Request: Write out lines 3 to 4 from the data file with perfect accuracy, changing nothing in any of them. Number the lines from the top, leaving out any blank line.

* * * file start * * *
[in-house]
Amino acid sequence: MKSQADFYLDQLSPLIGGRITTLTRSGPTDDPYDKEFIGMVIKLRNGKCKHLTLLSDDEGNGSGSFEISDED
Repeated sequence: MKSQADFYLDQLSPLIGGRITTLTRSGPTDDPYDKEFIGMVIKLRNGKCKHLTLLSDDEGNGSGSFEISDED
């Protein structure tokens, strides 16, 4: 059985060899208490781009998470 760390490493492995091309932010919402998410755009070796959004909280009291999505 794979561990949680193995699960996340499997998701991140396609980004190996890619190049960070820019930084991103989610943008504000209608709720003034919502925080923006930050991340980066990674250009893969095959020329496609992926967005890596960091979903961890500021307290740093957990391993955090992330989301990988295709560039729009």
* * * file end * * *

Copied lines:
Repeated sequence: MKSQADFYLDQLSPLIGGRITTLTRSGPTDDPYDKEFIGMVIKLRNGKCKHLTLLSDDEGNGSGSFEISDED
């Protein structure tokens, strides 16, 4: 059985060899208490781009998470 760390490493492995091309932010919402998410755009070796959004909280009291999505 794979561990949680193995699960996340499997998701991140396609980004190996890619190049960070820019930084991103989610943008504000209608709720003034919502925080923006930050991340980066990674250009893969095959020329496609992926967005890596960091979903961890500021307290740093957990391993955090992330989301990988295709560039729009």